The Retrogrouch is still working with limited internet access. But if you checked in here for something new to read, here's a little something to tide you over.
I've written about bike weight before - and how obsessing about it is a pointless thing. To my mind, things like comfort, convenience, durability, reliability, and beauty are all more important than weight. My bikes are all steel. My components are always aluminum or steel. My wheels have 32 or 36 spokes. I like fenders because if the roads are wet, their usefulness more than offsets whatever weight they add to my bike. I like racks and nice-quality (and attractive) saddlebags and/or panniers - again, because when I need to carry things, their utility is worth every ounce of weight. I'd much rather carry loads on my bike than on my back.
Some months back, I encountered this post from Hiawatha Cyclery in the Minneapolis area. In it, there is another viewpoint on weight (HERE). The writer, Jim, pretty much agrees with things I've said myself - but it's nice to read the way someone else might put it.
Here's an excerpt:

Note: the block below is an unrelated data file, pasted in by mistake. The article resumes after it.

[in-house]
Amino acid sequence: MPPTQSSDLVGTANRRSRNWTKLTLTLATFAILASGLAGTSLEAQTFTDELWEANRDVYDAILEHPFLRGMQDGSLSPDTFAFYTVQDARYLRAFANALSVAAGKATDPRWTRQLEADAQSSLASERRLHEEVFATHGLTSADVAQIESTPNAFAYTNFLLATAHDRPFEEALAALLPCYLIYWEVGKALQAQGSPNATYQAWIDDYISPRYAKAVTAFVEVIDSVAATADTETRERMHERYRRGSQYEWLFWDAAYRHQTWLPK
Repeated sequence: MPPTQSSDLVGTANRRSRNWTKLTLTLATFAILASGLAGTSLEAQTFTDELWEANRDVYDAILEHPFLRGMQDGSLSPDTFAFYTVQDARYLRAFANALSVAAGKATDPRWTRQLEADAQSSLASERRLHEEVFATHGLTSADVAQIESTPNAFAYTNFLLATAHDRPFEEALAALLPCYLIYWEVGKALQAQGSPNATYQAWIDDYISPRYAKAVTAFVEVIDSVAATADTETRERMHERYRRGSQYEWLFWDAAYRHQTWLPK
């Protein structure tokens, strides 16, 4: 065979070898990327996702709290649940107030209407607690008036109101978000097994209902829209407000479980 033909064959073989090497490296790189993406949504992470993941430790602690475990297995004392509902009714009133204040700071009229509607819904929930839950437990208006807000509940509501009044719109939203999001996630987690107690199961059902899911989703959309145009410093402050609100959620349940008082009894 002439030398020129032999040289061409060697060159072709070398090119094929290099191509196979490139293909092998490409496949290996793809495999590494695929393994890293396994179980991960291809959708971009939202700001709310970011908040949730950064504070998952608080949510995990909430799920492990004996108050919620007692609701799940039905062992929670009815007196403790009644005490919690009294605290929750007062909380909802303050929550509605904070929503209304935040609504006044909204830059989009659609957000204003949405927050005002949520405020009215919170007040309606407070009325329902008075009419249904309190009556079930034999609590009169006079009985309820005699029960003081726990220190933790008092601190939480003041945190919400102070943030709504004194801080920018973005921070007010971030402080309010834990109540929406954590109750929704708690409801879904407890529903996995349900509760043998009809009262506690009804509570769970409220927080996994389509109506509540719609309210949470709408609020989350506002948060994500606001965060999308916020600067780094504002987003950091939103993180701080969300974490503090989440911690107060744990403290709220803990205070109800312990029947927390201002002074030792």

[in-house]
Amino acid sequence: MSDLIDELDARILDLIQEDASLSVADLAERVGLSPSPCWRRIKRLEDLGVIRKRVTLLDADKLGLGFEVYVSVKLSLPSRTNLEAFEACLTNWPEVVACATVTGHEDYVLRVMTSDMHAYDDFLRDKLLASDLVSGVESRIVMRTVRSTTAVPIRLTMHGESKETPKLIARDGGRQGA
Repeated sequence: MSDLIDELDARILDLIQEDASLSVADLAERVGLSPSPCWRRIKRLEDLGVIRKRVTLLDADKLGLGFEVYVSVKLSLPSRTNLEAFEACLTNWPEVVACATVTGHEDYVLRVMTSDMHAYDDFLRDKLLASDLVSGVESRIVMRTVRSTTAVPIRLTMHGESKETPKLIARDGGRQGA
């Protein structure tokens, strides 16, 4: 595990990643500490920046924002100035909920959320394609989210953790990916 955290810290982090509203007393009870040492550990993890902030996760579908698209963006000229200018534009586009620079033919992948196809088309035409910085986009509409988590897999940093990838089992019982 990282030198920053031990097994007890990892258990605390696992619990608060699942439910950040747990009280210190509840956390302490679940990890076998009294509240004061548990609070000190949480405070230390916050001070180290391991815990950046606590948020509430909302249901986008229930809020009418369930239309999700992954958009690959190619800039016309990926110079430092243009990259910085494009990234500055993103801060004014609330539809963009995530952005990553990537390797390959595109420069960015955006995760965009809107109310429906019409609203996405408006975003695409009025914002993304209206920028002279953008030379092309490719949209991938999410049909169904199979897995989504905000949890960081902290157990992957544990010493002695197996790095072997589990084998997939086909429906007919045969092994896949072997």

"I don't weigh my bikes. Every part or accessory on my bike was put there for a good reason, and usually that reason is much more of a priority than the 'weight penalty' of using that part or accessory. My bike gets me to work, allows me to have some offroad fun along the way, and haul a load of groceries on the way home. I've accepted that this level of versatility involves a compromise. To torture a car analogy, I'm opting for the versatility of the SUV, rather than the fun impracticality of the 2-seater sport coupe. Even though I don't really care what my bike weighs, when I'm looking at bikes and components, I often take note of what they weigh for reasons that aren't directly about weight. This is especially true of tires and, to a lesser extent, rims. Lightweight tires tend to be more supple and have a better ride quality, which is a priority for me. A lot of the negative associations people have about heavy bikes are the result of lousy-rolling tires. And the weight of a rim can indicate whether it was designed for big hit dirt jumping or for superlight road racing - I'd rather not mix up the two. Weights of handlebars and seatposts and derailleurs and such aren't on my radar."
Hiawatha Cyclery, by the way, was the kind of bike shop that catered more to commuters, tourists and "bicycle lifestyle" types of riders - as opposed to the racer wannabes that seem to dominate some shops. Unfortunately, I just read that the shop is in the process of closing up even as I write this now. I'm sorry to hear that.
I expect to be back to more regular posts next week.